A few winters ago we had a much larger than usual number of timber wolves in our area. Many people saw wolves crossing the roads, it wasn't uncommon to hear them howling at night, and two small dogs within five miles of us had disappeared from their respective yards. There was even concern that it wasn't safe to let kids play in the woods. Pet owners were warned not to tie their animals out or leave them in the yard unattended.
Our nearest neighbors to the west had a dog, an Australian Shepherd, that stayed in a dog house outside. She didn't roam, stayed close to home, but was loose all the time.
One morning I was out on our back porch shaking rugs when I heard an animal's awful scream come through the woods. There was no doubt; I knew instantly what it was. I dashed back into the house, threw on a jacket, grabbed my car keys, jumped into our small hatchback car and drove over to their house as fast as I could. They have a small yard surrounded by woods and as soon as I came into the yard, I could see off to the left three wolves who had the dog down on the ground a short ways into the woods.
I rammed my car towards the woods in the direction of the attack as far as I could go, a plowed up snow bank stopping me, all the time blaring the car horn. The wolves immediately ran off into the deep woods, the dog got up (I was relieved to see) and ran to the back of the house. That made me think I had gotten there soon enough, before the wolves had hurt her too badly.
No one was home but the back door into the utility room was unlocked. I tried to examine the dog, but she was so traumatized that she wouldn't let me get near her. It looked like she was bleeding a lot around her throat area and possibly had other wounds. It was hard to tell because of her heavy coat of hair.
I wasn't sure what to do. I didn't know the dog well, she was obviously in shock, and I didn't know if she would bite me as I tried to help her. But I knew I couldn't leave her outside, because most likely the wolves would return as soon as I left. I contemplated trying to get her into the back of my car and taking off for the closest vet's office but didn't think she would or could jump in, and I was hesitant to try lifting and carrying her.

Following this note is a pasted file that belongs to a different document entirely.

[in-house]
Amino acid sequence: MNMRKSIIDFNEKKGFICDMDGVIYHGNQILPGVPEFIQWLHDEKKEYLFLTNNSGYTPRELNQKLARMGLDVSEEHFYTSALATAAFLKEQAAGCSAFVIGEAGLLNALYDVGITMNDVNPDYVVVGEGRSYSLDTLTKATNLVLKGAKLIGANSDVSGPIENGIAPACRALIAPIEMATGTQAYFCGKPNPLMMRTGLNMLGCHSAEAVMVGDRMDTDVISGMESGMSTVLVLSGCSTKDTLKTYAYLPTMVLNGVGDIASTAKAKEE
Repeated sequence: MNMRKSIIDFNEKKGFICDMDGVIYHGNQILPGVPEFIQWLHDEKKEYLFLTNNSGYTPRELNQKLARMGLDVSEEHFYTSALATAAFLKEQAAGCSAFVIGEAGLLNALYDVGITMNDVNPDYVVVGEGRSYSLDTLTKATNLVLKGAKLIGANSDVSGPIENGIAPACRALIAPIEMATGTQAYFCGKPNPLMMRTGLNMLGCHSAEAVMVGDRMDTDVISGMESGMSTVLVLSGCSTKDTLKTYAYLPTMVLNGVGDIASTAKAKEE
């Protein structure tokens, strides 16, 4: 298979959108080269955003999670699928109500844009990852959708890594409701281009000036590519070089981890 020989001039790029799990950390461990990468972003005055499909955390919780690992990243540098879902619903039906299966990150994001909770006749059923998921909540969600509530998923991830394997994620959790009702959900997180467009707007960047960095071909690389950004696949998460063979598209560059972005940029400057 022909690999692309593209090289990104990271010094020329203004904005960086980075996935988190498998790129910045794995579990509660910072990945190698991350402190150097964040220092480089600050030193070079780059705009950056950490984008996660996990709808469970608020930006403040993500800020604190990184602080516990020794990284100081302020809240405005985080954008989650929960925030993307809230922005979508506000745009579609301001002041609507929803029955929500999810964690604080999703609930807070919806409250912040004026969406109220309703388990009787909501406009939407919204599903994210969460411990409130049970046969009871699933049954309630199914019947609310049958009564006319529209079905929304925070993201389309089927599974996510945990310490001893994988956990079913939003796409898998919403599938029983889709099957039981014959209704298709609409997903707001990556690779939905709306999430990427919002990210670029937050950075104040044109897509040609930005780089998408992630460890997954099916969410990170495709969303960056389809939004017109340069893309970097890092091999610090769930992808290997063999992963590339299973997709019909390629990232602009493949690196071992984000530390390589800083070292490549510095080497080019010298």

I did succeed in getting her into the house where at least the wolves couldn't get at her again. Having an idea where the man of the house might be working, I left to find him. When I did locate him, I told him what had just happened, and asked if he wanted me to try to get her to a vet. He said no that he would get home as soon as possible and take care of her.
Sad to say, the dog was injured too seriously and didn't survive. I still feel bad that I didn't take her to the vet's immediately. Did I make a bad decision? Had I to do it over again, I think I would have tried to get her in my car. But there's the very real possibility it might have been too late to do any good anyway.
I don't blame the wolves. There was a greater population of them than normal that year, and they were simply seeking food. Just as wolves will run down deer, which are natural prey for them, two or more of them will go after dogs, other pets, or livestock if they are hungry enough. Sad as it is to lose a family pet, I don't believe wolves are vicious creatures out to maim and kill for pleasure. I've got another story, my own very close encounter with a wolf, that I'll share later on that I think will illustrate that.